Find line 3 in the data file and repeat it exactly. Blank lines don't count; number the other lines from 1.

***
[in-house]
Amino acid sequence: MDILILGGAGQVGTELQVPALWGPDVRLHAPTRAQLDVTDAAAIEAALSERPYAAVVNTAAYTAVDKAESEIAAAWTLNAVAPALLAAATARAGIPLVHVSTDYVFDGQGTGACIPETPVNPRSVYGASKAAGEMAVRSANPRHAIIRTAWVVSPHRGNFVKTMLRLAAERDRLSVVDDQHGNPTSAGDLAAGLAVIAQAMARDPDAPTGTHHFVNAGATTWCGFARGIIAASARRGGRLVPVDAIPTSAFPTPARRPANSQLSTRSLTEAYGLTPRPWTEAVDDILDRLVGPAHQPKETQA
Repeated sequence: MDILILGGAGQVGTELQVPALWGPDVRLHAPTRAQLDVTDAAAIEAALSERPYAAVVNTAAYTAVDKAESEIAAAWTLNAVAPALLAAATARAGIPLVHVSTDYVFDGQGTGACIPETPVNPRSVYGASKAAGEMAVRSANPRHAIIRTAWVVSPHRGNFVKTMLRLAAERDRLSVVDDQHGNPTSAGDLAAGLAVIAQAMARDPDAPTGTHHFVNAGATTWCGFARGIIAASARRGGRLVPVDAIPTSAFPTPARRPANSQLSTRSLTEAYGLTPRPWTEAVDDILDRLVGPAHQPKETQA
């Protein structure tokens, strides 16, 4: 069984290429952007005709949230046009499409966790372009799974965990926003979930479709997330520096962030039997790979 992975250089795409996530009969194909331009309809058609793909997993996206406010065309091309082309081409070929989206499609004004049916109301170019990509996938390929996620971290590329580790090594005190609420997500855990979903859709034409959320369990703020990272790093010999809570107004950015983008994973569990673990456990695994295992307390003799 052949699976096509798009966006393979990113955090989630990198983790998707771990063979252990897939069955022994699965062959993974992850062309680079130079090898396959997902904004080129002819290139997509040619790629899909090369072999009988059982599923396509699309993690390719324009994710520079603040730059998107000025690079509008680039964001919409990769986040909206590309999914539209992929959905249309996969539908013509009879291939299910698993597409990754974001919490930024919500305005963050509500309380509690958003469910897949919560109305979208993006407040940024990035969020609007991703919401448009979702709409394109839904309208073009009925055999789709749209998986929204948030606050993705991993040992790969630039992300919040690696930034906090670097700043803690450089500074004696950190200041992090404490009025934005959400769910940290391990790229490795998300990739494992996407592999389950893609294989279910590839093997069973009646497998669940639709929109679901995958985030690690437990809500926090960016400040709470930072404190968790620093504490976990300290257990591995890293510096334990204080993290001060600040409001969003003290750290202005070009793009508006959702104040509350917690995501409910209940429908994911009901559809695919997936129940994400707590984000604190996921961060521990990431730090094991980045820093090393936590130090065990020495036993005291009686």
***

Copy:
Repeated sequence: MDILILGGAGQVGTELQVPALWGPDVRLHAPTRAQLDVTDAAAIEAALSERPYAAVVNTAAYTAVDKAESEIAAAWTLNAVAPALLAAATARAGIPLVHVSTDYVFDGQGTGACIPETPVNPRSVYGASKAAGEMAVRSANPRHAIIRTAWVVSPHRGNFVKTMLRLAAERDRLSVVDDQHGNPTSAGDLAAGLAVIAQAMARDPDAPTGTHHFVNAGATTWCGFARGIIAASARRGGRLVPVDAIPTSAFPTPARRPANSQLSTRSLTEAYGLTPRPWTEAVDDILDRLVGPAHQPKETQA